The first championship season was motivated by the desire to flip the middle finger at everyone who wanted so badly to see them fail. The second title run was energized by a late-season winning streak that flirted with history. But this third time around for the Miami Heat, the impetus to push through the end of the regular season in their quest for another crown comes from ... where, exactly?
The Heat have been trying to find the answer to that question for the better part of a month. Their 5-7 record since March 4, their inability to chase down the similarly slumping Indiana Pacers -- whom they face tonight at Bankers Life Fieldhouse -- for the best record in the Eastern Conference (still two games back), and even their own body language indicates a champion that is weary -- in every sense of the word.
You can see and hear them grinding, trying to summon the physical and mental energy to take them through the end of the regular season and into the playoffs. LeBron James has used words and phrases like "mentally fatiguing" and "grueling," and talked about the need to get their enthusiasm back. Chris Bosh was more blunt after a recent loss to New Orleans when he said, "We suck. Lose, nobody is upset. Win, nobody is happy. There's no passion. There's nothing. We need that competitive drive back. We don't have it."
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Even when they win, it's appears that Miami is trying to nurture a small spark into a flame, as they did in a 93-91 win over Portland on Monday. Heat coach Erik Spoelstra met James with a celebratory two-hand shove in the second quarter as James came to the bench after an aggressive move to the hoop, trying to keep his star and his team pumped up. "Just wanted him to continue to attack," Spoelstra told reporters after the game. "I wanted LeBron to be aggressive, and everybody else would follow. But that energy was terrific on both ends of the court. That last six minutes of the second quarter is what we were talking about the last 48 hours."
It wasn't hard to see this malaise coming, because three-peat attempts are a special challenge of mind and body. The Heat have had their share of injuries -- Dwyane Wade has missed 19 games with his chronic knee issues, James is dealing with back and ankle problems, and various role players have been knicked up -- but their biggest obstacle may be the psychology of chasing ring three. "There's a reason that these teams don't do it," TNT analyst Steve Kerr, a member of the Bulls' three-time champs from 1996-98, told the Los Angeles Times before the season. "Emotionally, it's just exhausting to keep doing it year after year, particularly when you have to deal with everything Miami has to deal with on a daily basis, just the constant critiquing and scrutiny of the team."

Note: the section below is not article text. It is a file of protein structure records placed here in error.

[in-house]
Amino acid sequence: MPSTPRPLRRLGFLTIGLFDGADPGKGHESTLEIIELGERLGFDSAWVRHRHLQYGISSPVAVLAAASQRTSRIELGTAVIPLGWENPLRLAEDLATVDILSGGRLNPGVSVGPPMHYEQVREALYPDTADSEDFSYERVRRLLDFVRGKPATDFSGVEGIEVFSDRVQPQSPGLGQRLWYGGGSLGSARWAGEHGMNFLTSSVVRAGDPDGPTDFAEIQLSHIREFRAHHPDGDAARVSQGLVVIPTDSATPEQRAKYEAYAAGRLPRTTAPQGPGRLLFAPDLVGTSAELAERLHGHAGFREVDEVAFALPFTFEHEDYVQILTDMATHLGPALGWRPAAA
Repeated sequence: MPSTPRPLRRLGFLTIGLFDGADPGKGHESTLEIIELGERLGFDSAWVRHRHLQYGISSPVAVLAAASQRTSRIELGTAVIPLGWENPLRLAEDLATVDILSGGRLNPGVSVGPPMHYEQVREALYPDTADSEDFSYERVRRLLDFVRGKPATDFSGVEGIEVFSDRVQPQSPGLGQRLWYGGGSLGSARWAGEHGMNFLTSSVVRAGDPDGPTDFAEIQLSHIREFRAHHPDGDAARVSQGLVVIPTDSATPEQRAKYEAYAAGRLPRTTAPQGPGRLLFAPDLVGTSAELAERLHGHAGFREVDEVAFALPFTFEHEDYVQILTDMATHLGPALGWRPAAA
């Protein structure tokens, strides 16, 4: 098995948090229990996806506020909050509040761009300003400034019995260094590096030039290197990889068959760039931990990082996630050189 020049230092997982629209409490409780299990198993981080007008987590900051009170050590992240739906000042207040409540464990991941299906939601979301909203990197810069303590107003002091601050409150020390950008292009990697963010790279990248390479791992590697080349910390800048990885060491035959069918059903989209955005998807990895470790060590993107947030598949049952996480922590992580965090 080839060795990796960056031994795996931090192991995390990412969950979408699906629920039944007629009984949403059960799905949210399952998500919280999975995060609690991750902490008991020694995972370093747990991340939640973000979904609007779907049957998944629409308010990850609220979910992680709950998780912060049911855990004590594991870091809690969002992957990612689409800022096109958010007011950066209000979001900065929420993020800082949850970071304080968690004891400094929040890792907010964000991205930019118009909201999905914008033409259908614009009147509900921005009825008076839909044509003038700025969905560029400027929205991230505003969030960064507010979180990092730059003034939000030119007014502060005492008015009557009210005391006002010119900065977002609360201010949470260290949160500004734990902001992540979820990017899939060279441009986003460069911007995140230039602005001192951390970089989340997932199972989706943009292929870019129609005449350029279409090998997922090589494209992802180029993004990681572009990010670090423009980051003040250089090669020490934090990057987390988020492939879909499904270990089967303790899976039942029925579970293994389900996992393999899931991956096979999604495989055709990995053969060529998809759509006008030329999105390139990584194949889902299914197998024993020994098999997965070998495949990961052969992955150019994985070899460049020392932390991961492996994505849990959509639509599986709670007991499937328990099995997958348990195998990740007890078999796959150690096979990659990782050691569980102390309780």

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There is injury and age. Wade is 32 with fragile knees, Chris Andersen and Shane Battier are both 35 and 38-year-old Ray Allen's three-point shooting percentage (36.9) is among the lowest of his career. There is, perhaps inevitably, a touch of complacency. There is the cumulative effect of the added mileage from the previous deep playoff runs. There is the tedium of slogging through regular-season games that are mostly formalities before the playoffs. It has all conspired to take a bit of the spring out of the Heat's step, to make them a trifle slower on their defensive rotations, to dull their edge.
It shows in the numbers, where their defensive efficiency has slipped from seventh in the league (100.5 points per 100 possessions) last year to a middle-of-the-pack 12th (103.3) this year. A year ago, the Heat were in the midst of a 27-game win streak, and the only question was whether they were peaking too soon before the postseason. Now they go into Indiana needing a victory to keep from dropping three games behind the Pacers with 12 to play. Homecourt advantage in what appears to be the inevitable matchup between the two teams in the Eastern Conference finals is at stake, but so far, that reward hasn't been enough to get Miami's motor running.
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Of course, the slippage could be strictly a regular season phenomenon. The Heat has been down this road enough times to realize that nothing really matters until the playoffs, and they may be, even subconsciously, saving themselves for the postseason. But there is no guarantee that they can flip the switch when the time comes, that they will be able to shake the lethargy that plagues them now. Despite Indiana's current struggles, the Pacers are hungry, and a Game 7 in Indianapolis could be the Heat's undoing. If Miami does reach the Finals, they will find a formidable opponent from the West.
There will be more than enough challenges from without. The only way the Heat will be able to hold a third straight championship parade is if they find greater motivation from within.